In economics, when there’s even some monopoly power, the business can set prices and still have people buy their products. There is monopoly power everywhere; local convenience stores can price the way they do because there are some customers who are unable to switch providers or move. And so the businesses can price their products and somehow structure the pricing to be two-part tariff, which mean they can charge you a fixed fee and then layer on additional charges per unit of consumption.
They can take various forms. For example, a bakery can charge you $10 annual membership and give you 10% discount off the breads that you buy from them for the entire year. This way, they charge you a fixed fee and then get you to pay for more per marginal unit of consumption. The gym charges you a single registration fee and then monthly membership. Even devices such as reMarkable which is an e-ink writing tablet is selling its tablet and then charging people for a monthly subscription that allows people to sync their notes to various platforms, have unlimited storage, etc.
Even the smart phones involves getting you to pay for the device, then charging you for apps or gaining more revenue from additional services you use on the phone. The tariff structure has an alluring quality of pricing the overall good at almost marginal cost. Or does it? That’s what economic theory suggests but it is unlikely to be the case on digital goods and services. They are probably being priced at the long run marginal cost plus a premium to support long term development and innovation. Is that an efficient outcome? It’s hard to say.
What is more interesting, is that the two part tariff structure creates more stickiness for the customer to the producer. Having already paid for the first part, the customer tries to make more use of that, averaging down his/her cost per unit of consumption. This is the use of sunk cost fallacy and faulty thinking to trap consumers.
Can prices make the world better? Perhaps one could argue that it already did! Yet for the first in history, putting a price on something free could very well allow us to step into a future that’s remarkably better than the status quo. And that’s the price on carbon.
For the longest time; perhaps for far too long, emitting carbon dioxide is free. To be fair, when we breath out, we emit carbon dioxide. But that is through the food, grown during our lifetimes. One may argue of course that cows belching and the dairy industry creates a lot more greenhouse gas emissions in the form of methane as well.
Brushing food industry aside, let’s ask ourselves how a carbon price makes the difference. By charging industries for burning fossil fuel and emitting carbon dioxide through whatever industrial processes, we are saying that the release of carbon dioxide into the atmosphere when it should rightly be stored in minerals and in the ground as oil, gas and coal is harmful to the world. We are saying that people ought to pay a price for releasing the carbon dioxide in the air and causing climate change.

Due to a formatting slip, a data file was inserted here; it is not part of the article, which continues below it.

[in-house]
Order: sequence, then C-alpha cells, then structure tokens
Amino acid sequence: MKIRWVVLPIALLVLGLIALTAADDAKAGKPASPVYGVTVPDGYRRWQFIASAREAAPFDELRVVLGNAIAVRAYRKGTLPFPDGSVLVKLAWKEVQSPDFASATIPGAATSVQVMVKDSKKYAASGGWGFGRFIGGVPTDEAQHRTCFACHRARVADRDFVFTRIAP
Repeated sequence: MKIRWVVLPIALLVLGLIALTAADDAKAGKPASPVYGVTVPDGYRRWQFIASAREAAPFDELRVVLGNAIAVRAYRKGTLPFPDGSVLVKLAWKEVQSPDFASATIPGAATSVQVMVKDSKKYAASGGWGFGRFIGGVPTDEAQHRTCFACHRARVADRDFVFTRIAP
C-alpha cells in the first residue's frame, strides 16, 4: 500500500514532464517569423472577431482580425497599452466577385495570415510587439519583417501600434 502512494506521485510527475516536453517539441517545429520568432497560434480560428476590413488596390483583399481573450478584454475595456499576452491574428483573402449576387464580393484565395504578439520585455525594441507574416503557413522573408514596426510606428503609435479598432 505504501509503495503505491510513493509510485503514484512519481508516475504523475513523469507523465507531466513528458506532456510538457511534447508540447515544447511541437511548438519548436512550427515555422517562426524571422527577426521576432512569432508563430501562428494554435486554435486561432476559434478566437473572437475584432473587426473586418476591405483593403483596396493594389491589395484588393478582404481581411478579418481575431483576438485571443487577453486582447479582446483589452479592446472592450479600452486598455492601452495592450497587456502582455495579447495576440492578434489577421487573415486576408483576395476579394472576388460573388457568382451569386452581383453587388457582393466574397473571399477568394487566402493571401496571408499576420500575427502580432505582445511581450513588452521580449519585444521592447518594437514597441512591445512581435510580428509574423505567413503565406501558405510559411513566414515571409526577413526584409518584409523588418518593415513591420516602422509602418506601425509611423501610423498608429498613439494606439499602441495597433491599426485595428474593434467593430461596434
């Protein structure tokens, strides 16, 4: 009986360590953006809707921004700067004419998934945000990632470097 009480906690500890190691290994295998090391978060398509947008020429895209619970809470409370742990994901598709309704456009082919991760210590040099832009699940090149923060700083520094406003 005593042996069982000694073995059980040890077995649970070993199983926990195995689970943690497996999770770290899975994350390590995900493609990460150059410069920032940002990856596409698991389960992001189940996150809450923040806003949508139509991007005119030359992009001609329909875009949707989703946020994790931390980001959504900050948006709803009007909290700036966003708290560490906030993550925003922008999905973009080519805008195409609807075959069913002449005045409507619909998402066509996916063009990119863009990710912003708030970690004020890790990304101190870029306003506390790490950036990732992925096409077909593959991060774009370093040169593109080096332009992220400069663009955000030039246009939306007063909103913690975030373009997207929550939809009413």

The issue is that we all live in a single atmosphere but the carbon price is different everywhere and we allow people in their own countries to somehow set this price or a regime to manage this price. And then we call it a carbon tax. Or in other places, we put a trading system around it and the traded price becomes the carbon price. There are times when prices work better when they are different in different places. But perhaps not this time. The fact carbon is free or much less costly in one place but not another is just going to encourage more gaming of the system.
The world needs to set a price, and really align on it. There is nowhere in the world where it is cheaper to emit carbon in terms of the environmental and climate costs.
The cynic knows the price of everything and the value of nothing
I don’t think this is the first time I’m putting up this quote. But I’m just wondering today. What are prices for? Why are there prices for things? What does a price mean? If anything at all?
Prices are signals from the perspective of economics. The level that clears the market; where demand matches supply. A high price or low price doesn’t really mean much. It’s unclear if the prices reflects costs of production because there can be market power driving margins. Besides, when storage costs are expensive, a producer might be keen to sell excess supply at lower than production costs.
But prices drives behaviours; they create some kind of incentive to produce, to trade, to buy, and sell. It is some kind of benchmark against which we evaluate our preferences. Because we’d try to figure out if something was ‘worth the price’. And so the market moves; and people try to justify prices with attributes, features, emotional storytelling. And prices in turn drives those stories, emotional expression and comparisons.